What Does It Mean to Be 'Poor in Spirit'? A Sermon Review
February 9, 2015 by Bob Putman 0 comments
(Eds note: As a church, we have started a new series entitled "Sermon on the Mount: Kingdom Living in a Fallen World." Our pastor, Benny Phillips, started the series yesterday with a sermon entitled "Poor in Spirit" which he drew from Matthew 5:1-3. This is a review of the sermon, the entirety of which you can listen to here).
As we begin a series on the Sermon on the Mount, we need to hear the challenges of the Word of God, spoken by the Son of God, calling us to live the life of the kingdom.
What is the Sermon on the Mount? It’s one of the most influential teachings ever given. It influenced Dietrich Bonhoeffer, who wrote The Cost of Discipleship based on the Sermon on the Mount. It influenced Gandhi’s strategy of passive resistance that helped free India. On the other hand, Nietzsche hated it. He said it created a “slave mentality.” The Nazis also said horrible things about it. We need to see it in the larger context of Matthew 4:23-25:
"Jesus went throughout Galilee, teaching in their synagogues, preaching the good news of the kingdom, and healing every disease and sickness among the people… Large crowds from Galilee, the Decapolis, Jerusalem, Judea and the region beyond the Jordan followed."
Then, in today’s passage:
"Now when he saw the crowds, he [Jesus] went up on a mountainside and sat down. His disciples came to him, and he began to teach them, saying: “Blessed are the poor in spirit, for theirs is the kingdom of heaven.”
DEFINITION OF THE KINGDOM
The Sermon on the Mount is the description of a lifestyle. It says, “This is what it looks like to repent and belong to the kingdom of God.” The kingdom is not primarily about land and geography, but the rule and reign of God, the expression of his sovereign will. Jesus is talking about the conditions that must be met to be included in the kingdom. There are wheat and tares, and the Sermon is about what separates them.
The kingdom is about the present and the future, the now and the not yet. Jesus says the kingdom has already arrived; it is in our midst. And he and the apostle Paul say the kingdom will be inherited in the age to come, i.e. eternal life. The Sermon will show us how authentic our life of faith really is. Its passages cause us to face ourselves and the reality of who we are and who we are not. Jesus isn’t teaching just about the kingdom itself, but about himself and our relationship with him. Jesus is the king. You can’t divorce the kingdom from the King.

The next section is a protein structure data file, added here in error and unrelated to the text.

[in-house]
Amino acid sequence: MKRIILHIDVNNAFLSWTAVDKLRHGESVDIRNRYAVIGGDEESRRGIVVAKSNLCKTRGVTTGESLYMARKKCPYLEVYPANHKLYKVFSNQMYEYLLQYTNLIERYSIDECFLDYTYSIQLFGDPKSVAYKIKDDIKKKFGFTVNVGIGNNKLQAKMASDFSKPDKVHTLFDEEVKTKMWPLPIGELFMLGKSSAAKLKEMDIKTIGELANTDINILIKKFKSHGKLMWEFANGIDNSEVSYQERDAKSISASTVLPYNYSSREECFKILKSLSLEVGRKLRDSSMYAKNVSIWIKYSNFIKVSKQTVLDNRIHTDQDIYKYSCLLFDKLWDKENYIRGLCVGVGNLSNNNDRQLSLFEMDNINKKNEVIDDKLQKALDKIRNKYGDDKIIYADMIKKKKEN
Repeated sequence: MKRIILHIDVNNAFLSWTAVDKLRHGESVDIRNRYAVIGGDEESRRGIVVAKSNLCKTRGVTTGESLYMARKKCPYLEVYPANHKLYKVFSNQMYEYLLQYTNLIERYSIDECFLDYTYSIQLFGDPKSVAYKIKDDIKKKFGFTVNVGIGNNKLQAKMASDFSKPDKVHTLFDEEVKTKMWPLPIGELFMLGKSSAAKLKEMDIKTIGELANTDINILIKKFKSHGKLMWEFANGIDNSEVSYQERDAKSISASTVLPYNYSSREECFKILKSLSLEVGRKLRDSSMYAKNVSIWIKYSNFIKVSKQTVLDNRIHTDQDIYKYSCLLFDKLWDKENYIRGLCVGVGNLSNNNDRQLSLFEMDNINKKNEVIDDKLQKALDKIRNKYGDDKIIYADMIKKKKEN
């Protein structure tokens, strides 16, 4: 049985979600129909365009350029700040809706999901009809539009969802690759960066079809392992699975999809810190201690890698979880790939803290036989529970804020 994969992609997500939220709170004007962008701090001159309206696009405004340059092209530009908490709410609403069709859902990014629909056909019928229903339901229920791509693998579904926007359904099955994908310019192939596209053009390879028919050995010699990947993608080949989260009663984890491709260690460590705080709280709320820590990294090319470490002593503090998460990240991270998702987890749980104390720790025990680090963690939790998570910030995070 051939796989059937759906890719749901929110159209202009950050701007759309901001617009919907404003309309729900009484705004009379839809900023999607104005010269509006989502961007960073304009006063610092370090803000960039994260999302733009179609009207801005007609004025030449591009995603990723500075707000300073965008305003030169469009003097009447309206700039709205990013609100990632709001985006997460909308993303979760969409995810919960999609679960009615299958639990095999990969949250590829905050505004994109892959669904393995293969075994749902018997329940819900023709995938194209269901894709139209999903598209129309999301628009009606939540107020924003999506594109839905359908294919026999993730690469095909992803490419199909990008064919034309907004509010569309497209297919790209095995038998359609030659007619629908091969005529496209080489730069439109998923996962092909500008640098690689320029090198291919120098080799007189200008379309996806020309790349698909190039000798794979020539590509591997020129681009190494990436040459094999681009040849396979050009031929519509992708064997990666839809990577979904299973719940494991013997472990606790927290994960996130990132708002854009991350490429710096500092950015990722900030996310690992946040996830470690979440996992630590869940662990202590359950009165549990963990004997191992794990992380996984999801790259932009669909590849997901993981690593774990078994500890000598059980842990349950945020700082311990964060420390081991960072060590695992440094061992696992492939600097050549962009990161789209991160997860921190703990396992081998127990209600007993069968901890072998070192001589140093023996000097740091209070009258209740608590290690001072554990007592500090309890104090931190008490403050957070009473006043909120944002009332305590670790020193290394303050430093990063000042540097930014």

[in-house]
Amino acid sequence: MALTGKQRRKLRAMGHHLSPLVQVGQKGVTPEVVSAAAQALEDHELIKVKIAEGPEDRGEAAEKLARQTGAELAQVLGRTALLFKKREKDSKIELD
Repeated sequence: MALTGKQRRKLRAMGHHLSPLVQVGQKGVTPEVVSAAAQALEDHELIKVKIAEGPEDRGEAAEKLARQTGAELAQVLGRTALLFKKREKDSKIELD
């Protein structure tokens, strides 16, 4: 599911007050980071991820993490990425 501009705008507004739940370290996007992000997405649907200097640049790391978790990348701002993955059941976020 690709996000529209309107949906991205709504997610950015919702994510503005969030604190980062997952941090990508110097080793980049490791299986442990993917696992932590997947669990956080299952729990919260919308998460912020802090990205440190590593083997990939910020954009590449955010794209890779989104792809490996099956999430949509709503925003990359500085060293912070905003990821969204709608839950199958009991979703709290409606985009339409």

UNDERSTANDING MY NEED FOR HELP
In verse 3 Jesus begins by saying, “Blessed are the poor in spirit, for theirs is the kingdom of heaven.” Jesus lays before us the standard, the lifestyle, necessary to enter the kingdom. He’s telling us what character and characteristics of the kingdom are about.
At the end of the chapter he says, “Therefore be perfect, as your heavenly Father is perfect.” We sense how far we fall below the standard. We are spiritually bankrupt. When I think about what God is saying, I’m tempted to despair. However, the Sermon is not intended to bring us to despair, but to set before us a glorious standard. Each verse begins with the word blessed, which means to be joyfully approved by God. Do we want God’s approval or man’s?
What is poverty of spirit? It’s not the conviction that we have no value, that we’re insignificant. Nor is it physical poverty, though when Luke records this verse he leaves off “…in spirit.” It refers to the absence of spirituality.
Isaiah 57:15 says: For thus says the One who is high and lifted up, who inhabits eternity, whose name is Holy: ‘I dwell in the high and holy place, and also with him who is of a contrite and lowly spirit, to revive the spirit of the lowly and to revive the heart of the contrite.’” Isaiah 66:2 adds, “But this is the one to whom I will look: he who is humble and contrite in spirit and trembles at my word.”
D. A. Carson wrote: “Poverty of spirit is personal acknowledgment of spiritual bankruptcy.” We recognize we have no virtue that can recommend us to God. It’s a cry of helplessness―we are incapable without God’s help. Both Gideon in the winepress and Moses in the desert told God, “I can’t go unless you go with me.”
EMBRACING THE HELP I GET
A. A sign of grace.
We think the blessed are the strong, the rich, the gifted, the popular. But entering the kingdom starts with recognizing we don’t have anything to offer. Poverty of spirit recognizes I need help to get into the kingdom. It’s a sign of grace at work in my life. We recognize who we are in the presence of God. No one can come to him without recognizing they bring nothing.
As a new Christian, my sense of my own insufficiency had so much further to go. It increases the longer we are Christians. But the posture of spiritual bankruptcy must be a posture of faith. God’s grace brings us Jesus’ righteousness. This is the good news. “God made him who had no sin to be sin for us, so that in him we might become the righteousness of God.” He is perfect, perfect righteousness. The proud, the self-sufficient cannot enter the kingdom.
B. A sign of growth.
A continuing sense of our spiritual need is necessary to continue in spiritual growth. We never outgrow the first beatitude. We sense our poverty of spirit and the power of God to redeem us. We don’t have the spiritual resources to put any of the beatitudes into practice. But emptied of pride and self-sufficiency, we are ready to receive the Spirit of God. The authenticity of this poverty of spirit is the measure of our potential for growth in spiritual maturity.
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